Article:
One of the nine identified opportunities within the Action Plan is Te Pae Tata: Realising Māori Potential. A huge step towards realising this opportunity is a regional strategy focused on the Māori economy. Te Pae Tawhiti, a complementary strategy document to the wider Manawatū-Whanganui Economic Action Plan has been developed and was launched in Ohakune in November 2016.
Accelerate25 Lead Team member, Pahia Turia has been heavily involved with the creation of the document and believes that now is the time for iwi to work with each other to help grow the whole Region’s economic potential.
“Now the hard work really begins, as iwi around the Region put their heads together to implement the strategy,” he says.
Meanwhile the New Zealand Transport Agency, District and City Council Mayors, and the Regional Council Chairman, are rapidly progressing with the development of business cases for State Highway and local road improvements to improve access to central New Zealand.
Manawatū Mayor Helen Worboys says “developing better access and distribution via our State Highway network is important for the whole Region”. Bruce Gordon, Horizons Regional Council Chairman agrees.
“With the Whirikino Trestle being replaced, the upgrading of State Highway One, and now the plans for accessing central New Zealand developing, it is really pleasing to see the Region’s Land Transport Strategy being implemented,” he says.
Significant progress is also being made on plans to redevelop the Whanganui Port to provide for both industrial and recreational opportunities.
Whanganui Mayor Hamish McDouall says “we have been working closely with the community and central government to develop a masterplan aimed at revitalising the Port area which will be finalised in the next couple of months, with business cases to follow”.
“Businesses are already looking to set up or relocate to the port in response to this initiative,” he says.
Advances in the primary sector will feature in workshops at the Central Districts Field Days, particularly around the benefits of reticulated stock water. In addition, projects around the Region are focusing on farm mentoring, farm extension, developing high value crops, agri-food and technology.
“Implementation is being led by farmers and we are making real progress,” says Shelley Dew-Hopkins, chair of the Primary Sector Implementation Group.
“We have teams currently working in Manawatū, Taumarunui and Whanganui.”
In the Rangitikei a project to look at the supply of rural water in the Tutaenui area is funded by the Ministry for Primary Industries and led by Rangitikei District Council.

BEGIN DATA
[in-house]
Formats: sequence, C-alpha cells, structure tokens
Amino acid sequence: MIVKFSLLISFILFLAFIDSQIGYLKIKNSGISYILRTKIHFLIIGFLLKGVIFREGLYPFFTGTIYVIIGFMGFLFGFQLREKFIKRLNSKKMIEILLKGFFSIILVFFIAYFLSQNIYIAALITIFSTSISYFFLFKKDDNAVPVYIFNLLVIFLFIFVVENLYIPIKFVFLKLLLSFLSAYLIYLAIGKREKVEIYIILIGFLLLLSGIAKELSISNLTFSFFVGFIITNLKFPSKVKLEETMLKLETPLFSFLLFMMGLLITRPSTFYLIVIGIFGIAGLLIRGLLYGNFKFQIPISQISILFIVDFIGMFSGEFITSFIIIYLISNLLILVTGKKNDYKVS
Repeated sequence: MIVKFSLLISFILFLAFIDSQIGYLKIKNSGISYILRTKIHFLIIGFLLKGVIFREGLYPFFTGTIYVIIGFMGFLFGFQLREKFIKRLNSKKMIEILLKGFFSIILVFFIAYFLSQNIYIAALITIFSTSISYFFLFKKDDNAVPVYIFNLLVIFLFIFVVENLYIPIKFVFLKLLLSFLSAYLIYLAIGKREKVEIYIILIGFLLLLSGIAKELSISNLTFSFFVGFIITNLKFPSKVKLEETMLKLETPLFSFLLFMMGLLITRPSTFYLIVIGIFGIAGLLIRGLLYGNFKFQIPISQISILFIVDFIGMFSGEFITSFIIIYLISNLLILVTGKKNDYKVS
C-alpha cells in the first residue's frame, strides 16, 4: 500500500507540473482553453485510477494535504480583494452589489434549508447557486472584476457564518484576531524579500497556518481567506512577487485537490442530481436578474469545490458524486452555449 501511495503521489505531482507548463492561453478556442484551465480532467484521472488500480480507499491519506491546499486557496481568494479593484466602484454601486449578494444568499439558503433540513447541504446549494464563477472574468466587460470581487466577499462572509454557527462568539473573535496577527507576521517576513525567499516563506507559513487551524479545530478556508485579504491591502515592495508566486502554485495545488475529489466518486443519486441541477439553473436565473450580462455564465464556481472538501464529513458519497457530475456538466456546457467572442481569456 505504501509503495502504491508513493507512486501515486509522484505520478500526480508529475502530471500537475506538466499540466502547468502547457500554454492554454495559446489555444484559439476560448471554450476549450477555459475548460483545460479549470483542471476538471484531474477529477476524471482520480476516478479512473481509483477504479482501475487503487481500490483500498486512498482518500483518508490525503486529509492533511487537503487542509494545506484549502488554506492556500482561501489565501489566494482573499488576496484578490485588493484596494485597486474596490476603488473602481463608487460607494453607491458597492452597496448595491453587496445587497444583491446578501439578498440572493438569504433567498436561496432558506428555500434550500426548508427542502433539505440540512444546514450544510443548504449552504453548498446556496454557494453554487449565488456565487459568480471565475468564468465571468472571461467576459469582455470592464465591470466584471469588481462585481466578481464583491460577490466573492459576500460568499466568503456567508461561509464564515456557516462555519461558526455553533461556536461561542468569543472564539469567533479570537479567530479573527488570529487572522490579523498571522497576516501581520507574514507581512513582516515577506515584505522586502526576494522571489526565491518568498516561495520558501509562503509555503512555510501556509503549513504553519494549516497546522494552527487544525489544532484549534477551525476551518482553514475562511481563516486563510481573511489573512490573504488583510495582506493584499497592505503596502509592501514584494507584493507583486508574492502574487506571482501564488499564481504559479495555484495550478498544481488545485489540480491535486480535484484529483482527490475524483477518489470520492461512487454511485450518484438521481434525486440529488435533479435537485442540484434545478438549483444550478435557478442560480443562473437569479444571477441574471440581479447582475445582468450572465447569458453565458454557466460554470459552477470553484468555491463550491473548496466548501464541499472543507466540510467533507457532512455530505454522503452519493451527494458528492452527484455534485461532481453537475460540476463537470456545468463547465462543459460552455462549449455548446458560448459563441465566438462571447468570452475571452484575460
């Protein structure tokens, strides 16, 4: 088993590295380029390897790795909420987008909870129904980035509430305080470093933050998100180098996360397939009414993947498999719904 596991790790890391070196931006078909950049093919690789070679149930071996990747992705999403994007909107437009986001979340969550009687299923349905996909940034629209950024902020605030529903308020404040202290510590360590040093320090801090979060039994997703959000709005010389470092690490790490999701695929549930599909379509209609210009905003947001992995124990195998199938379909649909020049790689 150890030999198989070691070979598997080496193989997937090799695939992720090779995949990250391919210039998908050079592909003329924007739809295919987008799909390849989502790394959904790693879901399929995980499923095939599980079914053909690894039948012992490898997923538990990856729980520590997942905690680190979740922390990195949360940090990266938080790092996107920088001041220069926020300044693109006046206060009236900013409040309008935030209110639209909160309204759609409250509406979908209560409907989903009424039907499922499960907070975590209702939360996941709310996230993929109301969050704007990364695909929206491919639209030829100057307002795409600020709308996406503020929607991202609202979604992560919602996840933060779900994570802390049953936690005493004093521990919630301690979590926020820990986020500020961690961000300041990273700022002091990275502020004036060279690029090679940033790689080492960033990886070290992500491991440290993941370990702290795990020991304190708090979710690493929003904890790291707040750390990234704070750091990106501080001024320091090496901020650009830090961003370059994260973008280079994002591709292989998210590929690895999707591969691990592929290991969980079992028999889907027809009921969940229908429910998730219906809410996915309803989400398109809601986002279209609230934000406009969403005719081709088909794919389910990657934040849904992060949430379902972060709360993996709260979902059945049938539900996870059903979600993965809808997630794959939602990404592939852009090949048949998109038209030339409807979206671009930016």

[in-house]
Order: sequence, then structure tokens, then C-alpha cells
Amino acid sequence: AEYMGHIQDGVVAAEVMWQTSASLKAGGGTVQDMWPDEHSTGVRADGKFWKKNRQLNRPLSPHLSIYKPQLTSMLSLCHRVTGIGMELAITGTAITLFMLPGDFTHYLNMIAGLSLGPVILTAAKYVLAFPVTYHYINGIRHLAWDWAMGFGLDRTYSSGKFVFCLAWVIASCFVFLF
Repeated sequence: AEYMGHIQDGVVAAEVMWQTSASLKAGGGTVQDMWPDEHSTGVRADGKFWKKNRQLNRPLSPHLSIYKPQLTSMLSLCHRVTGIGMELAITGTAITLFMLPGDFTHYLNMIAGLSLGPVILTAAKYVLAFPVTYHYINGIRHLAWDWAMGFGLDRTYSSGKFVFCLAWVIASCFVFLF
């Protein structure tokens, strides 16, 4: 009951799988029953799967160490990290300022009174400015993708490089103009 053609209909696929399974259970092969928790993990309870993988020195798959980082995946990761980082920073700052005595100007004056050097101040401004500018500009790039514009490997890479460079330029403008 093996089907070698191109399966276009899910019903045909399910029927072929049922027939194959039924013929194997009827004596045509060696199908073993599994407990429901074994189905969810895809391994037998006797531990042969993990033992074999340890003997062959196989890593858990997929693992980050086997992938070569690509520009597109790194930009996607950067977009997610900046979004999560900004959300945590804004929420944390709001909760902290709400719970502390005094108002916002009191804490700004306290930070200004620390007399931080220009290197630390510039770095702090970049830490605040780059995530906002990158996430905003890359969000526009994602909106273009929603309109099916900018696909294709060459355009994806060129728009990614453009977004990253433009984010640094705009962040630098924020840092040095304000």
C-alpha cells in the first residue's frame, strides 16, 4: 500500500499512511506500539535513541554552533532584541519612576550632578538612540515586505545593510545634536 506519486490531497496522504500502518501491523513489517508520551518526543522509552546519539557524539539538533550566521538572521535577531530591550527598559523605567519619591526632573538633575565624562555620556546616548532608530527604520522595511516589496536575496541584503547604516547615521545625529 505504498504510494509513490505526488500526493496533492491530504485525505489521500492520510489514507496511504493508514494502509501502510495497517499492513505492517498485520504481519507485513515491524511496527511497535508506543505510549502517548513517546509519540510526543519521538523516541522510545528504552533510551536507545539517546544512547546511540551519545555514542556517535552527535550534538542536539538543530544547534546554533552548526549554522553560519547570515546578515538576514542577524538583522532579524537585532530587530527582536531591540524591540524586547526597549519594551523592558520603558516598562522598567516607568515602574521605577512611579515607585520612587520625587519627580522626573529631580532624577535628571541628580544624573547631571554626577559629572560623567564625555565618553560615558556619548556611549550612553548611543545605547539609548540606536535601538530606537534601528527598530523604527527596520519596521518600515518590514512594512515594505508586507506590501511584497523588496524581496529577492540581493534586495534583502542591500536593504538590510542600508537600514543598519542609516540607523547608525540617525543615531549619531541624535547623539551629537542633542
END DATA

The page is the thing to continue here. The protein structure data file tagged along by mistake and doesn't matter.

“A reliable supply of water can really help key parts of the district make the most of high quality land. Some areas of our District have very fertile, versatile soils so farmers could consider intensifying current production or try new crops or horticulture,” says Rangitikei Mayor Andy Watson.
Mānuka production continues to feature strongly in the Region with companies such as True Honey Co., based in Dannevirke, recently launching their premium quality product in the United Kingdom.
Mayor of Tararua District Tracey Collis noted the importance of the primary sector to the Region and is pleased to see efficient and responsible use of water is a key priority in the primary sector.
“Here in Tararua, we have a thriving primary sector from dairy through to sheep and beef and Mānuka Honey. The Manawatū-Whanganui Economic Action Plan places great importance on using our resources in a sustainable way and the primary industry is very wary of that,” she says.
Last year Manawatū-Whanganui experienced the ninth highest annual regional tourist spend ahead of Regions such as Hawkes Bay, Marlborough and Taranaki. Implementation of the tourism opportunity is being led by Visit Ruapehu and supported by Ruapehu District Council. The team includes local iwi and the Department of Conservation (DoC). DoC is progressing consideration of the Tongariro National Park Management Plan to allow development of a mountain bike trail from Turoa to Ohakune. The team is also working on the offerings available to tourists visiting the wider Region.
Ruapehu Mayor Don Cameron says “the district and Region are aiming to make the most of New Zealand’s booming tourism market and many local attractions”.
“Last year Manawatu-Whanganui as a whole experienced an 8.2 per cent growth in tourism spend so we are certainly heading in the right direction.”
The Region is also fortunate to have Massey University and FoodHQ as centres of international excellence. As part of government’s support for Accelerate 25, Food HQ is in the process of recruiting an international business development manager.
Palmerston North City Council is one of the founding partners of FoodHQ and Mayor Grant Smith believes it has huge potential.
“The collective of research organisations provides jobs, opportunities and attracts new innovation to the Region. Further development of FoodHQ’s international business is vital,” he says.
Meanwhile in the Horowhenua District, the Horowhenua District Council, business leaders and community groups are looking at innovative ways to provide better professional services and facilities, along with greater accessibility for the older population.
To find out more about Accelerate25, the people involved and the opportunities identified for the Manawatū-Whanganui Region, visit www.accelerate25.co.nz.
Editors’ notes: The Ministry for Business, Innovation and Employment’s most recently released statistics relating to annual tourism spend can be found here http://www.mbie.govt.nz/info-services/sectors-industries/tourism/tourism-research-data/monthly-regional-tourism-estimates
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